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OPINION | Why I Support Debbie Carlsen for Seattle Public Schools Board District 1 - South Seattle Emerald

Author: South Seattle Emerald

Source: https://southseattleemerald.com/2023/10/30/opinion-why-i-support-debbie-carlsen-for-seattle-public-schools-board-district-1/

Image of OPINION | Why I Support Debbie Carlsen for Seattle Public Schools Board District 1 - South Seattle Emerald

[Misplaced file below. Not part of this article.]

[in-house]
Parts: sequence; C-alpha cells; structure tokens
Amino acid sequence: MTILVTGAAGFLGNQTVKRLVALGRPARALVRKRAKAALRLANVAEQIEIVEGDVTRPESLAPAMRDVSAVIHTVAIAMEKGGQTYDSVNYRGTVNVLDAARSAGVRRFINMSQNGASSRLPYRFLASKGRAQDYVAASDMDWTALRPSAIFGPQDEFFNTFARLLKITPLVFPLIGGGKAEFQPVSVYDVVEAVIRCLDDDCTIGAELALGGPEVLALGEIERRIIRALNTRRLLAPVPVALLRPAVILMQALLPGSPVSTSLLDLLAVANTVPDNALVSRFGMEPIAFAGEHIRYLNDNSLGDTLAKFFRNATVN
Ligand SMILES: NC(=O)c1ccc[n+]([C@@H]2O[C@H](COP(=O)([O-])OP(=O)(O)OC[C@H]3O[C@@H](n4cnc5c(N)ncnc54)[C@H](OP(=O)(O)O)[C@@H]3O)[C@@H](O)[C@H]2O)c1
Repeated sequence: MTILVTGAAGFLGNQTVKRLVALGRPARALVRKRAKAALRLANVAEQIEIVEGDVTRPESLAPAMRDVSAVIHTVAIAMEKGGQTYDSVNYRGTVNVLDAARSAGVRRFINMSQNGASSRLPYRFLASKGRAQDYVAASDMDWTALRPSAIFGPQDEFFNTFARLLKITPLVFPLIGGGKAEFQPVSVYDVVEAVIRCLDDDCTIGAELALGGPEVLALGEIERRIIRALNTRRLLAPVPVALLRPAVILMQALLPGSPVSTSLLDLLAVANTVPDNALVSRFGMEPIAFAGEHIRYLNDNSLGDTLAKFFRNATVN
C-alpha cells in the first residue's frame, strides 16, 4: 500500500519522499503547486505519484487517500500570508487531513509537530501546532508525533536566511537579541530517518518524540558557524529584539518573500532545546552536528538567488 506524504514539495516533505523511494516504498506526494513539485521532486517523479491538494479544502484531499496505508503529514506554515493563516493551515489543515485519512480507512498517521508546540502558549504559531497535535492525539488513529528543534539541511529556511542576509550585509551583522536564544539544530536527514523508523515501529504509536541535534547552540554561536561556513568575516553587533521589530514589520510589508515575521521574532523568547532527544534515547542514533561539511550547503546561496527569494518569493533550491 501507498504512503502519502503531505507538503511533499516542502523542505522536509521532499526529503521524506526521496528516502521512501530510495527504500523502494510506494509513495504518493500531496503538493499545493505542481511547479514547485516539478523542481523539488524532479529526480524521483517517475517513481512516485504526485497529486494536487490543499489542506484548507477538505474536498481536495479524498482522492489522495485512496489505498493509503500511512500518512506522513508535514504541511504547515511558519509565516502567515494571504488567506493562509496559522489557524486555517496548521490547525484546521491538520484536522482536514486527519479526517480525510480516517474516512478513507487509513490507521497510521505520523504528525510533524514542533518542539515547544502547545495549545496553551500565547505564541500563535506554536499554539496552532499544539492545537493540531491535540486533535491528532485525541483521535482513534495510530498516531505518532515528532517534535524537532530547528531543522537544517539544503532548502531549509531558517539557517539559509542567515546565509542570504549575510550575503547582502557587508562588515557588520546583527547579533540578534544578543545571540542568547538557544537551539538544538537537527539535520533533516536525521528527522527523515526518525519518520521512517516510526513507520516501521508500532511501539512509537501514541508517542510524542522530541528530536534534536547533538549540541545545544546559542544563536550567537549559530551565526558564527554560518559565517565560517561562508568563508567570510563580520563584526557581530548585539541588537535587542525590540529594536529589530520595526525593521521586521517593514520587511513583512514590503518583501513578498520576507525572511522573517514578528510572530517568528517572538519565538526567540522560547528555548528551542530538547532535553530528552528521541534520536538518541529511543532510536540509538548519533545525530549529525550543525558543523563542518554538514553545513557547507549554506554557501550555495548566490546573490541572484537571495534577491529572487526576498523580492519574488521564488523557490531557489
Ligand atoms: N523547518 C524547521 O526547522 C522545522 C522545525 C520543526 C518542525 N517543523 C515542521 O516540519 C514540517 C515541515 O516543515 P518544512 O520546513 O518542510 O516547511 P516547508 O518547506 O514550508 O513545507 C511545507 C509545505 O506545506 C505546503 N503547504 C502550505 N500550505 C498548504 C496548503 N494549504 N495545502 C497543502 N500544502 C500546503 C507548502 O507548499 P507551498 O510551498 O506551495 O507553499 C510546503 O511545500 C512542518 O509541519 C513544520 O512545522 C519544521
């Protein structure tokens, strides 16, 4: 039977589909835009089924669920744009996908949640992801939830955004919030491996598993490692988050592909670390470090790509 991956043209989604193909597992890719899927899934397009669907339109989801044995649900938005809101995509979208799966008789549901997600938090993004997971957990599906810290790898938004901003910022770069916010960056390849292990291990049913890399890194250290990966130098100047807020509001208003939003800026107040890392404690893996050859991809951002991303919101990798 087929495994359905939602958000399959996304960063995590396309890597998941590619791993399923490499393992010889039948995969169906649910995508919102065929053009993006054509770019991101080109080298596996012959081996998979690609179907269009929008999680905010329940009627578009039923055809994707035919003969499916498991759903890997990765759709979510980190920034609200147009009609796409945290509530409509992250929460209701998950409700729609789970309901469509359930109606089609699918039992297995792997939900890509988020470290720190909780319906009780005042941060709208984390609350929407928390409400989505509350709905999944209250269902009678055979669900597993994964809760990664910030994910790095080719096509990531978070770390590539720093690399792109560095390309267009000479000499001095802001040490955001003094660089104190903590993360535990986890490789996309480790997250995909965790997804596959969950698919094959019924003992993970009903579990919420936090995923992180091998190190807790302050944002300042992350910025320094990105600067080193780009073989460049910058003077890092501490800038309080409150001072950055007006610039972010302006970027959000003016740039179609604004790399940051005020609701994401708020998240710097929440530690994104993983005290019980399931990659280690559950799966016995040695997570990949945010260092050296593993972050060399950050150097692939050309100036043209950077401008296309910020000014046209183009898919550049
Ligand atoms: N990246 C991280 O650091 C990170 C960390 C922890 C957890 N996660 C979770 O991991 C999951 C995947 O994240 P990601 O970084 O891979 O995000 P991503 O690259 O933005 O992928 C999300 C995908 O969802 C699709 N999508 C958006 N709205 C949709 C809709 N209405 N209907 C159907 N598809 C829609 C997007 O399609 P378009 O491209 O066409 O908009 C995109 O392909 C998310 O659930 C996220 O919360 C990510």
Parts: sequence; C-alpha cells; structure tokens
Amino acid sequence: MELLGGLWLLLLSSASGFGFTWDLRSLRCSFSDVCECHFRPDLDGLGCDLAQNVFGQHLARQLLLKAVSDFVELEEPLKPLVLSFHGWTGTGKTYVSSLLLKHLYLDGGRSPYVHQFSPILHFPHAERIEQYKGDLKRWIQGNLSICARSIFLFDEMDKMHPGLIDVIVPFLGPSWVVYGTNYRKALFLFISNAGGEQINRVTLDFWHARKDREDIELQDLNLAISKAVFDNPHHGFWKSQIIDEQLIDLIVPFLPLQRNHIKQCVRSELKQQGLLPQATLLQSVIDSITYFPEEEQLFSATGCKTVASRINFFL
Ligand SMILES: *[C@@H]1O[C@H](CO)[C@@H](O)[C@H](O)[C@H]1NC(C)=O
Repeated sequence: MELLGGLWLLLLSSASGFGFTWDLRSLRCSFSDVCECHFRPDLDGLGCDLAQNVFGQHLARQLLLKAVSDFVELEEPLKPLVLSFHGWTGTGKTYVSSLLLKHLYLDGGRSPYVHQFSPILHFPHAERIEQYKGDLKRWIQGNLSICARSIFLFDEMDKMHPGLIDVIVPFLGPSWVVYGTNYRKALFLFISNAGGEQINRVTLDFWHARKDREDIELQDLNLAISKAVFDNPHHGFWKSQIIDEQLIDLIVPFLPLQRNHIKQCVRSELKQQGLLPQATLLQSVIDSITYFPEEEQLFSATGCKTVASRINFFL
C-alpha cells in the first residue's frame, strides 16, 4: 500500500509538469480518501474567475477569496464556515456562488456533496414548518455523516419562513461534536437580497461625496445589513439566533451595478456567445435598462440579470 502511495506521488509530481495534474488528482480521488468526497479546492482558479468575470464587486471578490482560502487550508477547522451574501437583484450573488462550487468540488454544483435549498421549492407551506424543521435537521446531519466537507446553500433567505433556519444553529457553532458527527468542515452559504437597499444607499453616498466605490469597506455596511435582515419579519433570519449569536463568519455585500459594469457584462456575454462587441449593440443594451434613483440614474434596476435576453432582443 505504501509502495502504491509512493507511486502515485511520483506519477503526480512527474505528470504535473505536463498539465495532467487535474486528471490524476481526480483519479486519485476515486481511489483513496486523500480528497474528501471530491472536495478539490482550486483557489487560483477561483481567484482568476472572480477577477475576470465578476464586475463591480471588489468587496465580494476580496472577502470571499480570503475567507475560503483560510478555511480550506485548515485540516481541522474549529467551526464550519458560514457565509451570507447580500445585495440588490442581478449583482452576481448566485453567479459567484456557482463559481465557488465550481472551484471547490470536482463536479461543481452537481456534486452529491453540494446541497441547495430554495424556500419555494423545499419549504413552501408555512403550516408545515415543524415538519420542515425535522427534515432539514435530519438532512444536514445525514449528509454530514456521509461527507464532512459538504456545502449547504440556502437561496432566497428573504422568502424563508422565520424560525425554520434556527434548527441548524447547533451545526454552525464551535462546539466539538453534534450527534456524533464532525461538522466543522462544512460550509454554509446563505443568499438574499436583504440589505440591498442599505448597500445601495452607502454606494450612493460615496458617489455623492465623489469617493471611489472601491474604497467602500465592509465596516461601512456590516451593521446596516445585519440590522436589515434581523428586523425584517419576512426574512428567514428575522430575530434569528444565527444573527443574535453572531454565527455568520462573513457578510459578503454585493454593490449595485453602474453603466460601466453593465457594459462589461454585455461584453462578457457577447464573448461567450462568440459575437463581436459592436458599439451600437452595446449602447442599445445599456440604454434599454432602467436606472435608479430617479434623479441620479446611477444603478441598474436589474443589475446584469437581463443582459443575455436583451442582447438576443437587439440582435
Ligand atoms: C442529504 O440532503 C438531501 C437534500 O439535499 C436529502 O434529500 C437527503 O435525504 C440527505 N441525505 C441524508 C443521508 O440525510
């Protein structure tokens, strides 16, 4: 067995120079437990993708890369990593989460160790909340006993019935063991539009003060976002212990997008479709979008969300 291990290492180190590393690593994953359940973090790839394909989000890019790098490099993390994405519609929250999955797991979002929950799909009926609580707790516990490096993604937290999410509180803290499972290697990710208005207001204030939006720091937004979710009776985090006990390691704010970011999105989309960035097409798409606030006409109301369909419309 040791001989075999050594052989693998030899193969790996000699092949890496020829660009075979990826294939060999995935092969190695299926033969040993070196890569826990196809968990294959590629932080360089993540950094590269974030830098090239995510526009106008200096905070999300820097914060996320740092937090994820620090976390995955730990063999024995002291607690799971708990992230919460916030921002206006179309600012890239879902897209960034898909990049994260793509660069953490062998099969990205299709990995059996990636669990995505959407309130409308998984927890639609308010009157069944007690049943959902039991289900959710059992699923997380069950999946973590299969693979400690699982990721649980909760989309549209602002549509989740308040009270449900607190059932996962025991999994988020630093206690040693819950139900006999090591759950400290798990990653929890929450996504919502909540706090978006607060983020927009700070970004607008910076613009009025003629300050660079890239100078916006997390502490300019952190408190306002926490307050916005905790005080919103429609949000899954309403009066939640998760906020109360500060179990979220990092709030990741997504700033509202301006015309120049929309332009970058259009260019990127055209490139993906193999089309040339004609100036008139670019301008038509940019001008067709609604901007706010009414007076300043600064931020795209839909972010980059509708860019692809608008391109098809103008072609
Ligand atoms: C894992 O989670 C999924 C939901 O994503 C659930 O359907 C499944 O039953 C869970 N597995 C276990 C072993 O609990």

by Sabina NeemOn Wednesday, Sept.27, I attended the Seattle Public Schools board meeting.Many community members were there — students, parents, teachers, administrators.Several on the agenda were slated to share why students should not be supported in their right to a safe learning environment if they are not cisnormative in their gender identity and expression; in particular, they were protesting “3211 Gender-Inclusive Schools: Transgender and Gender-Expansive Student Rights and Supports” adopted in July 2020.The support for LGBTQ+ students and the community was strong. After the few initial comments, there was a flurry of comments advocating that trans* students have a right to an educational environment that is safe and supportive.There were many who expressed gratitude for all that has been done thus far to achieve this.Next to me, I heard a community member exhale, “I’m so tired of us being so grateful for getting the scraps.” I felt it too.Yes, gratitude is a powerful mover.It opens us up to want to do more, be better.And, in Seattle, it feels like those of us on the margins are always expected to wax poetic on how lovely it is to be invited in. We’re invited in, and then what?I am a queer brown cisgender woman living in the South End.I moved to Seattle from Philadelphia over a decade ago.Philadelphia is a city in which the largest racial group is African Americans (40%), not white people (34%).It is a place where Black people run sh*t.And it shows. There are no “thank-yous” delivered for platitudes.Walk the walk or get out of the way.In Seattle, I experience a kind of dysphoria I have never before encountered — not growing up in California, not in college in New York City, and not in my time in Philly.In Seattle, the toxic culture of whiteness is everywhere.Those on the margins have learned that we need to say “thank you” for the scraps. Those who are closer to the mythic norm, cisgender heterosexual white-bodied people, invite us in, but most of the time, do not challenge themselves about the notion that they are “one of the good ones.” How can we all contribute to a culture shift?We can reflect on our internal hauntings and what transformation and liberation are going to require of each of us.We can support leaders who are listening deeply.Who invite engagement and are responsive to the voices of those who are on the margins.And who can build bridges across differences and across systems.In Philadelphia, I was a founding member of the Trans-Health Information Project; a sexual health educator at the Attic, a queer youth center; and served on the mayor’s advisory board on LGBT Affairs. We actively addressed policy issues, including safety and self-determination for trans* people who were homeless and encountering city emergency and shelter services.In Seattle, I have cochaired the City of Seattle LGBTQ Commission.The most essential lesson I have learned, especially in Seattle, is that representation matters.I’m not talking about tokenism, the notion of one person of a marginalized community at the table to check your equity box.Real change happens when multiple representatives are at the decision-making table from historically excluded communities. Yes, I’m talking about real representation.Centering the voices of those who are most impacted in policy making.Seattle, let’s listen.Truly notice who is speaking and who is not.Who is in the room when policies are made and who is not. This November, we will vote on new school board candidates for Districts 1, 3, and 6.I encourage you to take a nuanced and critical look at not only what the candidates say, but who they stand for and how this is demonstrated in their civility and their personal and professional experiences.It is with these values in mind that I am eager to share with you my support for Debbie Carlsen.I have known of her work since I moved here 13 years ago, and I began working with her in 2012 in my role on the Seattle LGBT Commission.At that time, Debbie was founder and executive director of Queer Power Alliance (formerly LGBTQ Allyship). We joined together to negotiate with the Space Needle executives and garner greater attention to stalled union negotiations.A journalist who wrote an article in The Seattle Times about our work shared that it was because of the linkage between LGTBQ+ and workers’ rights that they were able to call attention to the labor issue.These are the kinds of ties (between and across issues of education, labor, health access — all as LGBTQ+ issues) that Debbie can build with authenticity and great clarity.And she has a keen understanding of how the political process works.Since September, Debbie has cohosted four town halls across the city to bring more transparency and community voice to the recent teacher reshuffle of 50 elementary schools as well as impending school closures.She has held numerous listening sessions and meet-and-greets of parents and educators throughout the city, listening to the challenges and hopes of each school community. Debbie is someone who will bring diverse communities together and will help bridge the north/south district divide to advocate for needed resources, equity-centered policies, and a student-centered budget.At the September school board meeting, Superintendent Brent Jones stated in his initial remarks, “This district stands for inclusion and belonging in policy and in practice, and representation matters.” Yes.As a queer parent of color, I understand that representation matters.It is imperative that we continue to have intersectional LGBTQ+ representation at the highest level of decision-making in our school district.I hope you agree.Debbie is endorsed by Seattle Education Association, MLK Labor Council, Washington Housing Alliance Action Fund, Teresa Mosqueda, Lorena Gonzalez, current school boardmember Lisa Rivera Smith, and more. Go to Debbie4SeattleSchools.org for more information.The South Seattle Emerald is committed to holding space for a variety of viewpoints within our community, with the understanding that differing perspectives do not negate mutual respect amongst community members.The opinions, beliefs, and viewpoints expressed by the contributors on this website do not necessarily reflect the opinions, beliefs, and viewpoints of the Emerald or official policies of the Emerald.Sabina Neem is a Seattle-based psychotherapist.She has over 20 years of experience in clinical, policy, and community work, including serving as associate director at the Office of Multicultural Affairs at Seattle University; a therapist at GirlSpace, a residential treatment facility; program manager for the Asian Arts Initiative; an HIV tester and counselor/case manager at the Attic Youth Center, an LGBTQ youth center; and was a founding member for the Trans-Health Information Project.She received her B.A.in anthropology from Barnard College, Columbia University, and a dual master’s degree in social service/law and social policy from Bryn Mawr College Graduate School of Social Work and Social Research.📸 Featured Image: Photo via Monkey Business Images/Shutterstock.comBefore you move on to the next story …The South Seattle Emerald is brought to you by Rainmakers.Rainmakers give recurring gifts at any amount. 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